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Caraway is a unique spice long used in cooking and herbal medicine (1).

Although frequently mistaken for a seed, this small, brown pod is really the dried fruit of the caraway plant (Carum carvi L.) (2).

Its slightly bitter, earthy flavor is reminiscent of licorice, coriander, anise, and fennel. It can be used whole or ground in both sweet and savory dishes, such as breads, pastries, curries, and stews. It’s sometimes infused into spirits and liqueurs as well.

When used medicinally, caraway can be made into a tea or taken as a supplement. You can also apply its essential oils to your skin (2).

In fact, emerging research suggests that the aromatic compounds responsible for its distinct taste may also provide health benefits, such as improved digestion (1).

This article explores caraway’s nutrients, benefits, and uses.

Caraway boasts a wide variety of essential nutrients, several of which are lacking in Western diets. These include iron, zinc, calcium, and fiber (3).

Just 1 tablespoon (6.7 grams) of caraway provides (4):

  • Calories: 22
  • Protein: 1.3 grams
  • Fat: 0.9 grams
  • Carbs: 3.34 grams
  • Fiber: 2.6 grams
  • Copper: 6.7% of the DV
  • Iron: 6.1% for women
  • Magnesium: 5.4% of the DV
  • Manganese: 4.8% for women
  • Calcium: 3.6% of the DV
  • Zinc: 4.6% for women

What’s more, caraway boasts a rich supply of health-promoting antioxidants, including limonene and carvone (5).

summary

Caraway is loaded with fiber and several important minerals, including iron, magnesium, copper, and calcium. It’s also a rich source of antioxidants.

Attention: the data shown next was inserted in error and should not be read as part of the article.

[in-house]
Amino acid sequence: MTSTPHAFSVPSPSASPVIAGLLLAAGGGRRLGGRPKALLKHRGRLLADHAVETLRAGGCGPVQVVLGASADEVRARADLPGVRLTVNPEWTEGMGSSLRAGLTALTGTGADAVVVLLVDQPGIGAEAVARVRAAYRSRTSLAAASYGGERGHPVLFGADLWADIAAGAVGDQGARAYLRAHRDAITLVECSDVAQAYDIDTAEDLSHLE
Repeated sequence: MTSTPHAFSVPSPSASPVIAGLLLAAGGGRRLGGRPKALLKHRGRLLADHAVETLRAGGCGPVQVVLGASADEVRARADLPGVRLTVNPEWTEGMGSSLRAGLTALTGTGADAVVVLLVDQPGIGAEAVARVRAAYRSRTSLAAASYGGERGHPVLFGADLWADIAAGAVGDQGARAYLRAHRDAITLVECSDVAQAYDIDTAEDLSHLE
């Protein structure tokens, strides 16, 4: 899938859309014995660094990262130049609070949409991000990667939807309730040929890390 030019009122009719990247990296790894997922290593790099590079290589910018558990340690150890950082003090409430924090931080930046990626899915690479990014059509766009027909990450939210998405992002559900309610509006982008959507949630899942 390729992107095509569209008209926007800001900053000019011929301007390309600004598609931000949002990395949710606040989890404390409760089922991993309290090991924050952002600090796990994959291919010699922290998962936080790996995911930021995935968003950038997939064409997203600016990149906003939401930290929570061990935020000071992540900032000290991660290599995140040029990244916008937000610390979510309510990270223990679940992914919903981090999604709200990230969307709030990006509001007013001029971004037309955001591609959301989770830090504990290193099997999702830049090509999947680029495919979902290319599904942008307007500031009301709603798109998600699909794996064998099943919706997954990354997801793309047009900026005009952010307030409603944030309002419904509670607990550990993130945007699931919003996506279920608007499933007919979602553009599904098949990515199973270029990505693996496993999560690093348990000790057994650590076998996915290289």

Caraway has been used in traditional and folk medicine for centuries. Interestingly, preliminary research supports several of these benefits.

May reduce inflammation

Several caraway compounds demonstrate strong antioxidant and anti-inflammatory properties (2).

While inflammation is a natural bodily response, chronic inflammation can lead to various ailments, such as inflammatory bowel disease (IBD). Its symptoms may include ulcers, cramping, gas, diarrhea, bowel urgency, and irritation of digestive tissue.

In a study in mice with IBD, both caraway extract and essential oil reduced inflammation in colon tissue as effectively as common steroid-based drugs (6).

Despite these promising results, human research is needed.

May encourage healthy digestion

Caraway has historically been utilized to treat several digestive conditions, including indigestion and stomach ulcers.

A handful of small human studies show that caraway oil relaxes your digestive tract’s smooth muscle tissue, thus relieving indigestion symptoms like gas, cramping, and bloating (7, 8, 9).

Although the precise mechanism is unknown, its antimicrobial capacity may be responsible (1, 2).

One test-tube study revealed that caraway essential oil blocked the growth of harmful gut bacteria while leaving beneficial bacteria untouched. These good bacteria produce nutrients, reduce inflammation, improve digestion, and support your immune health (10, 11).

Another test-tube study found that caraway extract fought H. pylori, a bacterium known to cause stomach ulcers and digestive inflammation (12).